Rhizomania disease shift highlights ‘complacency’

The longer sugar beet farmers delay switching to rhizomania-tolerant varieties the more the inoculum in soils will build, increasing pressure on varieties and hastening the spread of newer, more aggressive types of the disease where the virus is present.

So warns Ian Munnery of Elsoms Seeds.

Broom’s Barn’s Mark Stevens agrees about the importance of the disease, and the need to use tolerant varieties where there is high risk of rhizomania, but believes there remains scope for sowing susceptible varieties on some farms next season. However, under a change in testing protocols from 2010 all varieties entering recommended list trials must be rhizo-tolerant anyway, he points out.

Mr Munnery’s view is based on his own observations and BBRO maps of known outbreaks of the disease, which can slash yields by 70%.

He expects East Anglia will follow France, Holland, Belgium, Italy and Germany and grow only rhizo-tolerant types next year. But he believes the map highlights dangerous complacency towards the disease among some growers in Lincolnshire and Nottinghamshire which could prove costly.

“Looking at these maps I would question why we’ve not seen any recent rhizo samples in some of these areas despite its presence being identified by the previous aerial surveys?” he asks.

Some rhizo patches last season in the Newark factory area, where he believes lower than average sugar contents could be partly due to the disease, were quite large, he adds.

From the size of the patches they couldn’t have occurred “overnight”.

“BBRO work has shown susceptible varieties increase inoculum build-up by a factor of seven, so you propagate the problem for the future.

“It’s, therefore, very dangerous to point to the high proportion of sales of susceptible varieties and imply that this is evidence that there is no problem out there,” says Mr Munnery.

Rhizomania continues to spread across the whole of East Anglia, acknowledges Dr Stevens. “So varieties with rhizomania resistance should be used to protect yield and prevent further spread of this devastating disease.”

About 42% of this season’s crop has been sown with such varieties – up from 32% last year. “It’s a positive sign,” he says. “However, I’d like to see the figure much closer to 100% in 2010.”

Farms in Lincolnshire and Nottinghamshire are certainly at risk, as highlighted by several new cases last season, he notes. “Growers do need to vigilant and switch if they or their neighbours discover rhizomania. Apathy is no excuse with this disease, as it will have a much bigger effect the next time the field goes into beet.”

But there are several regional factors that differ from those in East Anglia resulting in slower disease spread on some farms, he says.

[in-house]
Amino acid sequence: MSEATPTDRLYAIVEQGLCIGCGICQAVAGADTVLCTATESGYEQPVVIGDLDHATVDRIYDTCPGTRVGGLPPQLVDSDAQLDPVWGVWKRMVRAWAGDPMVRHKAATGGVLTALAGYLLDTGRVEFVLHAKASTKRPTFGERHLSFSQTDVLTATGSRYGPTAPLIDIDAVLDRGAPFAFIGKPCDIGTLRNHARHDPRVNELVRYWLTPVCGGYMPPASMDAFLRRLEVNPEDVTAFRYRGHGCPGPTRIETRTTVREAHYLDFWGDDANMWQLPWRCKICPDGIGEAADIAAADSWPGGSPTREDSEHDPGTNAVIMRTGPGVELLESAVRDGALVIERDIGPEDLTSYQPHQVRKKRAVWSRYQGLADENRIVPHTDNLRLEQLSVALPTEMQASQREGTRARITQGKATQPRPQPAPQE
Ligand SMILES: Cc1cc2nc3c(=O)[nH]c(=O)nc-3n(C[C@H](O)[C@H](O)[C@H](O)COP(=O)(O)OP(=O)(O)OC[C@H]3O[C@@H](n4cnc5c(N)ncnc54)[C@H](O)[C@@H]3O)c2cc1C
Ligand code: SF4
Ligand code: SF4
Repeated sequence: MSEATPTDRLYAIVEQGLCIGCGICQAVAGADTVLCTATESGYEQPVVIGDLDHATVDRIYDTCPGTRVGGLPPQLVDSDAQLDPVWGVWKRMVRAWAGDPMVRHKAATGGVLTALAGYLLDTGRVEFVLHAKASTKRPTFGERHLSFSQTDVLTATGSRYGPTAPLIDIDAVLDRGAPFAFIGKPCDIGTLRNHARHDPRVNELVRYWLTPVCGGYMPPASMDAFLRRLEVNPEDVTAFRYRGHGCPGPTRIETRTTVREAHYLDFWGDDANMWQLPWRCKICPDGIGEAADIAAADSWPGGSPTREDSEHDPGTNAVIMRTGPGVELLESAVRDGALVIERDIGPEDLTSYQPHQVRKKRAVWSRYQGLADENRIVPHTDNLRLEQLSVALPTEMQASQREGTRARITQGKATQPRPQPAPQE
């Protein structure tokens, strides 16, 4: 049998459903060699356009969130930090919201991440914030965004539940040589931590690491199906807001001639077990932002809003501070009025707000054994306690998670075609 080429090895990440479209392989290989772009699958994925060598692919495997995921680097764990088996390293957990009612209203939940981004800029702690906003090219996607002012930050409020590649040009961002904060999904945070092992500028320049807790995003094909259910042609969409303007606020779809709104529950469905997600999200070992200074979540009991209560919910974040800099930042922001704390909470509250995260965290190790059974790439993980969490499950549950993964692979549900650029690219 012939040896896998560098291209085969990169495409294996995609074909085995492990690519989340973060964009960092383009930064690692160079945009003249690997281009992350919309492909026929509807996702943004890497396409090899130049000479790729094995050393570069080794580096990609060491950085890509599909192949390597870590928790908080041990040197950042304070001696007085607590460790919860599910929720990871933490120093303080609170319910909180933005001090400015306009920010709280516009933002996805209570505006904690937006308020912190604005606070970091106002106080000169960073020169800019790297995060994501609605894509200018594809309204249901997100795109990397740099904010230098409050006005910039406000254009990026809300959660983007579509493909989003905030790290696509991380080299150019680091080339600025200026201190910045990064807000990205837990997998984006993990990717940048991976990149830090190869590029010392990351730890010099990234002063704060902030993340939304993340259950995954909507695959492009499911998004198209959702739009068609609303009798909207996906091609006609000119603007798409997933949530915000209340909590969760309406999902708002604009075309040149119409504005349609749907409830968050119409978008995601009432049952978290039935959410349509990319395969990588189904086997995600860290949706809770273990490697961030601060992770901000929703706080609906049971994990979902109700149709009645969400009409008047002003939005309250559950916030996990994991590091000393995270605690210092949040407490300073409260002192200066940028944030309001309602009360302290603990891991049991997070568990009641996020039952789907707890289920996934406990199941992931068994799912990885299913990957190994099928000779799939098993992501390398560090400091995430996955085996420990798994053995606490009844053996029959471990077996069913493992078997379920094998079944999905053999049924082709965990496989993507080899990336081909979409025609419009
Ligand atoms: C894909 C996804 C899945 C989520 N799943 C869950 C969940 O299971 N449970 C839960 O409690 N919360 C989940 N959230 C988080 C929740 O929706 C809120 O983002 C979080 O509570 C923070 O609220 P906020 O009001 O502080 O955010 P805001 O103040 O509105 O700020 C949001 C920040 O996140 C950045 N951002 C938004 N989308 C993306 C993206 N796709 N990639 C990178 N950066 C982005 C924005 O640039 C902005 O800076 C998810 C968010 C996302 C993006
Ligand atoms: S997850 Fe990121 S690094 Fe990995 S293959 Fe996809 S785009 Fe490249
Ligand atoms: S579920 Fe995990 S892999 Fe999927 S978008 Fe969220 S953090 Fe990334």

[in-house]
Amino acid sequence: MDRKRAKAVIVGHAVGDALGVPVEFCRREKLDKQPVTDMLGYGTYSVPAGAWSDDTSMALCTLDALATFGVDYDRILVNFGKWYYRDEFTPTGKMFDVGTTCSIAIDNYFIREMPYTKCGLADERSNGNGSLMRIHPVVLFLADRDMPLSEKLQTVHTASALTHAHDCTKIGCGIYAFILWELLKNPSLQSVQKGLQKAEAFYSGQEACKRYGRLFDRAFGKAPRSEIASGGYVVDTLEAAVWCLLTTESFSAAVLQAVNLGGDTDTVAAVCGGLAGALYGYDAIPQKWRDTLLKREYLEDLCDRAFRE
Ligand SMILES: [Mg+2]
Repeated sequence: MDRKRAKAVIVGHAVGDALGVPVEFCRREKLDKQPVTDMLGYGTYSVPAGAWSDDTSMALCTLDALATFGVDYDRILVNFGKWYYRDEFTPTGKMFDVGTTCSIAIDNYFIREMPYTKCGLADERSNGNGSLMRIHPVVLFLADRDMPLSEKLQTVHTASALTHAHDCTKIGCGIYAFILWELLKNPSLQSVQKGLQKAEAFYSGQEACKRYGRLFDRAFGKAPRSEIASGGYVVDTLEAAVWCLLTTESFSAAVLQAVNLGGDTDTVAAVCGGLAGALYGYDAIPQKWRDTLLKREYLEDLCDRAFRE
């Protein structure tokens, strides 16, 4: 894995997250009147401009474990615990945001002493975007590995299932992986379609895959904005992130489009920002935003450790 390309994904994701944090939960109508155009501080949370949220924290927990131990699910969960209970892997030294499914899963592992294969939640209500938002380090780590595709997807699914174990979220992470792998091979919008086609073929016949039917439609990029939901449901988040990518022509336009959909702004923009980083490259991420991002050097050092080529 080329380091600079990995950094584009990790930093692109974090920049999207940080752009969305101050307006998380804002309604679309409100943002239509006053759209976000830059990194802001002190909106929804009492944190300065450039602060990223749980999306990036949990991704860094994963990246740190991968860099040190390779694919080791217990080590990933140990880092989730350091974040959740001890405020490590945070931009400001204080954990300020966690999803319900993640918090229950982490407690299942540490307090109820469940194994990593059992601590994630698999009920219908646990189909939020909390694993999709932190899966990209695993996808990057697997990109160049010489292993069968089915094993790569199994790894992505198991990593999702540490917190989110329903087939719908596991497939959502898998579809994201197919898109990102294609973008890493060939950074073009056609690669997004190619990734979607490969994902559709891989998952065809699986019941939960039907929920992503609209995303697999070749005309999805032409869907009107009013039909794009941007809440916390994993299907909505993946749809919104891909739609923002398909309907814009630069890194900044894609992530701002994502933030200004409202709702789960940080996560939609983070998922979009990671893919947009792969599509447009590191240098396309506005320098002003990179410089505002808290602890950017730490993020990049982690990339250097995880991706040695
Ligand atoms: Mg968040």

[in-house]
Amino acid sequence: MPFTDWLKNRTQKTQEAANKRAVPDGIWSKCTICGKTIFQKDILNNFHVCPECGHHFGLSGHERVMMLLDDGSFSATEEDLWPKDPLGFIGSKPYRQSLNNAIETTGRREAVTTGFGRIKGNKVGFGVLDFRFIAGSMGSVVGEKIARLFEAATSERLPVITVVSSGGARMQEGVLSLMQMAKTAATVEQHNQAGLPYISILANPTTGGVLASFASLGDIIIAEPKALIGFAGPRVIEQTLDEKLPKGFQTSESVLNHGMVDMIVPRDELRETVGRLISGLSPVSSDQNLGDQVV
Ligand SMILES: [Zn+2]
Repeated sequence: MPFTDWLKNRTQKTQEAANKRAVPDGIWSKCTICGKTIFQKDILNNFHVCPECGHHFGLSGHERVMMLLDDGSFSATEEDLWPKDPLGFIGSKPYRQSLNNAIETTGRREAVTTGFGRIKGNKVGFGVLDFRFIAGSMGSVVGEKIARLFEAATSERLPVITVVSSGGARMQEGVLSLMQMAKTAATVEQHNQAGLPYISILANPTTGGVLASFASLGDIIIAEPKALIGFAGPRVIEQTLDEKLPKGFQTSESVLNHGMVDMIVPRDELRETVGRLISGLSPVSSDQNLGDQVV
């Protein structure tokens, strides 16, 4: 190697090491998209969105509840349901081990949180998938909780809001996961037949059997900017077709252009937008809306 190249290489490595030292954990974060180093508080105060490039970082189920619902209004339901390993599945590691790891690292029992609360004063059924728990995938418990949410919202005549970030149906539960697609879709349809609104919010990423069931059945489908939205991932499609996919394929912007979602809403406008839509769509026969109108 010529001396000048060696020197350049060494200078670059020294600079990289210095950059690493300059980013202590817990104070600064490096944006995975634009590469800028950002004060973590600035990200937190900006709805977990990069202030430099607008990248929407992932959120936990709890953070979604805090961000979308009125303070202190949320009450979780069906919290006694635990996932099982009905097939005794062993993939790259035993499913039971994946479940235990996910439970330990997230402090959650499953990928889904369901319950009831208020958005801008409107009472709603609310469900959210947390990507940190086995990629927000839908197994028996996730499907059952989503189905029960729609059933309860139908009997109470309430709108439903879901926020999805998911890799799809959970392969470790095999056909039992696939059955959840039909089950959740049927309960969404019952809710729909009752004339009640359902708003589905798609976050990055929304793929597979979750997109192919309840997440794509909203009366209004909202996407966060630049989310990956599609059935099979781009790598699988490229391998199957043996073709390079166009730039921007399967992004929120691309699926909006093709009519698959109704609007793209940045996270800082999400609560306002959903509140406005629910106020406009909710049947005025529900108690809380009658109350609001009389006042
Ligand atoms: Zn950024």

Those include fewer sources of inoculum and differences in soil types. Many farms in the area have heavier land, which takes longer to warm up in spring and so gives the fungus which transmits the rhizo virus less time to cause infections.

Some patches there initially thought to be caused by rhizo later turned out to have been caused by nematodes, he adds.

Mr Munnery believes much more needs to be learned about the various types of the disease, their aggressiveness and how some may be able to overwhelm resistance mechanisms.

Some of the range identified by plant pathology departments elsewhere in Europe do not show leaf symptoms yet still erode yield, he notes. “We’re on a steep learning curve, so we need to monitor carefully.”

Allowing the disease a relatively free hand to develop different types through sowing susceptible varieties is inviting long-term trouble, he speculates.

Dr Stevens acknowledges that there are several types of rhizomania in the UK, including what appears to be a new strain so far confined to eight fields around Woodbridge, Suffolk.

But the practical implications of that could be over-played, he suggests. “I don’t want to put people off from changing to rhizo-resisters because of this problem.

“Yes, the strains of rhizomania are changing in the UK, but those changes are highly localised and being closely monitored. We haven’t detected any symptomless strains in the UK so far.

“At present, it’s not clear which strategy to adopt to prevent new strains occurring, as potentially they could be selected by susceptible or resistant varieties.”

Both men agree that more growers should be prepared to take advantage of Broom’s Barn’s diagnostic service to test samples of beet suspected of being infected by the disease this season.


  • Disease spreading in all factory areas
  • Apparently fewer cases in Lincolnshire and Nottinghamshire
  • New strain(s) emerging?

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